Norton program increases tuition assistance for students as incentive to tackle health worker shortage

Healthcare and worker needs recently reached crisis levels when Governor Andy Beshear declared a state of emergency over the shortage of nurses in Kentucky. Now the Commonwealth is also seeing an alarming shortage of clinical functions such as lab technicians and respiratory therapists. Norton Healthcare is taking steps to fill the void and ease the strained industry by increasing tuition for students seeking degrees in Registered Nursing, Respiratory Therapy or Laboratory Sciences. while pursuing one of those degrees,” said Kim Blanding, Norton Healthcare’s director of talent acquisition and human resource development. “Anyone who has a calling to go into healthcare, who wants to serve the community, we can remove those barriers for them.” Data from local hospital systems shows that nursing and clinical positions make up the bulk of their vacancies. Baptist Health’s Floyd, Indiana campus has 94% of available clinical positions. Registered nurses make up 45% of their open positions in Louisville and 20% in Lagrange. UofL Health currently has more than 800 job openings, and Norton says their open positions fluctuate continuously. But to boost employment and meet demand, Norton supports finance students who want to fill those vacancies. “It really relieves the stress of that financial burden on top of the stressful study load we have,” says Britta Eden. “It’s an accelerated one-year program, so we’re working non-stop.” Britta Eden and Nicholas Hayes are two of the 60 Norton Scholars at Bellarmine University. While working in the healthcare sector can be difficult during an ongoing health crisis, they say the need for their service in the community outweighs the challenge. and their families is worth it,” Hays said. Amid a nationwide teacher shortage, Bellarmine’s medical students will get the full instructional experience. “I think it’s challenging to find good clinical instructors, but we’re so blessed,” said Christy Kane, dean of Bellarmine’s Donna and Allan Lansing School of Nursing and Clinical Sciences. “Many of our alumni come back and many of our graduate students come back to become clinical instructors.” so it’s important that we have qualified caregivers looking after our community,” Kane said. Norton Healthcare is partnering with local institutions such as Bellarmine University and Galen School of Nursing on the initiative. The program requires a work commitment after graduation. It also offers various career resources such as coaching, interview training, and resume writing.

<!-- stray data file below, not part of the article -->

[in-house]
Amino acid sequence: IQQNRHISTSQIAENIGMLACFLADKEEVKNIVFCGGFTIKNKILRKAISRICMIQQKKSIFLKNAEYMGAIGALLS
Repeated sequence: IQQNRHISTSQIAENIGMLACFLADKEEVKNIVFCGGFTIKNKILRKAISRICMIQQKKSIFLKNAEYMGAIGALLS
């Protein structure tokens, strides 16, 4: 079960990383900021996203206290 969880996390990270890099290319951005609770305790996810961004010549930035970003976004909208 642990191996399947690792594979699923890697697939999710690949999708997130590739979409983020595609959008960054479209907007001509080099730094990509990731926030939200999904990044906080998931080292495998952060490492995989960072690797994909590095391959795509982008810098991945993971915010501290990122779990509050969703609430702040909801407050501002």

Health care and worker needs recently reached crisis levels when Governor Andy Beshear declared a state of emergency over the nursing shortage in Kentucky.

Now the Commonwealth is also seeing an alarming shortage of clinical functions such as lab technicians and respiratory therapists.

Norton Healthcare is taking steps to fill the void and ease the strained industry by increasing tuition for students seeking degrees in Registered Nursing, Respiratory Therapy or Laboratory Sciences.

“The student has a choice of school, and they can get up to $40,000 as long as they pursue one of those degrees,” said Kim Blanding, Norton Healthcare’s director of talent acquisition and human resource development. “Anyone who has a calling to go into healthcare, who wants to serve the community, we can remove those barriers for them.”

Data from local hospital systems shows that nurses and clinical functions make up the majority of their vacancies. Baptist Health’s Floyd, Indiana campus has 94% of available clinical positions. Registered nurses make up 45% of their vacancies in Louisville and 20% in Lagrange.

UofL Health currently has over 800 job openings and Norton says their open positions fluctuate constantly. But to boost employment and meet demand, Norton financially supports students who want to fill these vacancies.

“It really relieves the stress of that financial burden on top of the stressful course load we have,” said Britta Eden. “It’s an accelerated one-year program, so we’re working non-stop.”

Britta Eden and Nicholas Hayes are two of the 60 Norton Scholars at Bellarmine University. While working in the healthcare sector can be difficult during an ongoing health crisis, they say the need for their service in the community outweighs the challenge.

“It’s worth seeing the positive results of the work we’re doing and the effect it’s having on them and their families,” Hays said.

Amid a nationwide teacher shortage, Bellarmine’s medical students will receive the full instructional experience.

“I think it’s challenging to find good clinical instructors, but we’re so blessed,” said Christy Kane, dean of Bellarmine’s Donna and Allan Lansing School of Nursing and Clinical Sciences. “Many of our alums come back, and many of our graduate students come back to be clinical instructors.”

An effort to invest in education, the future of healthcare, and bridge a long-standing gap between the workforce.

“The health care shortage will affect all of us, so it’s important that we have qualified health care providers who care for our community,” Kane said.

Norton Healthcare partners on initiative with local institutions such as Bellarmine University and Galen School of Nursing.

The program requires a work commitment after graduation. It also offers various career resources such as coaching, interview training, and resume writing.

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